Ratings. This is one of the most popular snippets. They are usually a bit less noticeable than the types discussed above, but if your company has a rating (hopefully a good one), why not add it in as a part of your search result? As you can see in the example below, this snippet shows a numerical rating, how many people voted, and even the price of the product.
Other types of content that can benefit from rich snippets include pictures and prices of a product, and event location and time, or a recipe rating or photo. It’s really up to a company to get creative and decide what will draw in possible readers.
So if rich snippets are markups and not Metadata, how do they help SEO?
It’s important to understand that rich snippets don’t have a direct correlation to benefitting your SEO efforts. The reason that rich snippets help your website is because they will help draw in more people and reduce your bounce rate, as discussed above. It’s as simple as that.
How to Get Started with Rich Snippets for Your Website Content
As usual, Google Webmaster Tools put out a detailed article that explains how companies can get started with rich snippets. As discussed above, it is the job of the company to get creative with rich snippets. Google makes this easy by incorporating rich snippets at the website level, putting Webmaster in complete control.
In general, the guidelines emphasized three aspects: technical, design, and quality. When it comes time to get started, you usually go through the three steps in that order:
This is how you make sure your site is eligible for rich snippets. There are three types of markup formats you can use: Microdata, Microformats, and RDFa. The vast majority of companies use Microdata because this is what Google prefers, so if you don’t know much about the different types, Microdata is definitely your answer.
This is called “marking up” your data, and you will be altering your current HTML. Google suggests that you use HTML markup if you want to be more in control and expect to change your snippets frequently. However, you can use the alternate method, the Data Highlighter, to simply tag the data fields on your site with a click of your mouse. This is usually the better alternative for beginners.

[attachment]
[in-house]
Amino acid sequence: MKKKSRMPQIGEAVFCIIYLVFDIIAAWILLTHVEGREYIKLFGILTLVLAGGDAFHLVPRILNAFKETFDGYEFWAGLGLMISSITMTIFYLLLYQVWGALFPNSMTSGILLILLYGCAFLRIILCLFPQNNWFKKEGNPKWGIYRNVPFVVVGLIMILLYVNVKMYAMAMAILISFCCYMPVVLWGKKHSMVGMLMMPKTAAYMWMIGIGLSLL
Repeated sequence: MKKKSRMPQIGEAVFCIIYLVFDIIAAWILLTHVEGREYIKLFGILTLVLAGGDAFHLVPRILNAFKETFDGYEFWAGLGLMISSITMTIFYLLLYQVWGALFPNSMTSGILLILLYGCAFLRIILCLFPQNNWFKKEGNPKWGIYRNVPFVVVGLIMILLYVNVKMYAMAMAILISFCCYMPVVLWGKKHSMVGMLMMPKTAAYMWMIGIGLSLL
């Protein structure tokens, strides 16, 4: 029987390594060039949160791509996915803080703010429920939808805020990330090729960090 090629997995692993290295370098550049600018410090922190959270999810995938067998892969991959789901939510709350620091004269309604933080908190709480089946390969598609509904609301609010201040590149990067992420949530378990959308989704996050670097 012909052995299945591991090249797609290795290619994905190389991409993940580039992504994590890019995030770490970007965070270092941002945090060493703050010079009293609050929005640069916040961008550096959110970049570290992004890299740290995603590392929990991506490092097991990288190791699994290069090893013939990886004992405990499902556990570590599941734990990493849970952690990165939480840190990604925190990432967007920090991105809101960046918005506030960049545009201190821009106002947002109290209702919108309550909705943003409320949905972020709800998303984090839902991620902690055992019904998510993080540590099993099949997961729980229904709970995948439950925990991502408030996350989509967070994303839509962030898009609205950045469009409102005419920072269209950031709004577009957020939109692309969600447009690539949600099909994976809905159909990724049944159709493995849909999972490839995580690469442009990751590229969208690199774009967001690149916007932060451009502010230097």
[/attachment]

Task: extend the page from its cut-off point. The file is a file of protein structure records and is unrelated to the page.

You can then test the content that you have marked up by using the structured data-testing tool. Rich snippets should then appear in this tool to show you that you’ve done everything correctly.
If you still just can’t seem to get it right, consider using the plugin Schema or Microdata for WordPress—a tool to make things a bit faster and easier for beginners. There is also a tool called Easyrecipe that has high ratings for those looking to include a recipe snippet.
A title tag is an important part of a webpage because this is what shows up on a Google SERP. When users skim down a Google SERP and look at the titles of all of the different articles and webpages, they are actually look at the title tags. These not only affect whether or not a user finds you interesting enough to click, but also it affects the way that Google looks at your webpage. Google bots can’t problem solve or make decisions; so it’s the job of the title tag (as well as a few other factors, which we will discuss later) to let the bots know what your article is about. This will help them index and rank your article correctly so that the most relevant users are seeing your webpage; thus giving you a better chance of a click.
Title Tag Basics
For those who are unfamiliar, a title tag is part of the Meta tag, which is part of the HTML code of your website. It’s as simple as that. Many people fill in Meta data without even realizing what the Meta data is actually used for, so it’s important to understand just why it’s so crucial to your business. The data is placed as what we call “tags.” There are three different things that are incorporated in Meta data: The title tag, the description, and keywords.
The title tag would appear inside the <head> area. For example, let’s say you were writing an article titled “The Dos and Don’ts of Writing Title Tags for SEO.” If you were looking at the HTML version of your site, or looking in the back end of your site at the code, you would see:
<title>The Dos and Don’ts of Writing Title Tags for SEO</title>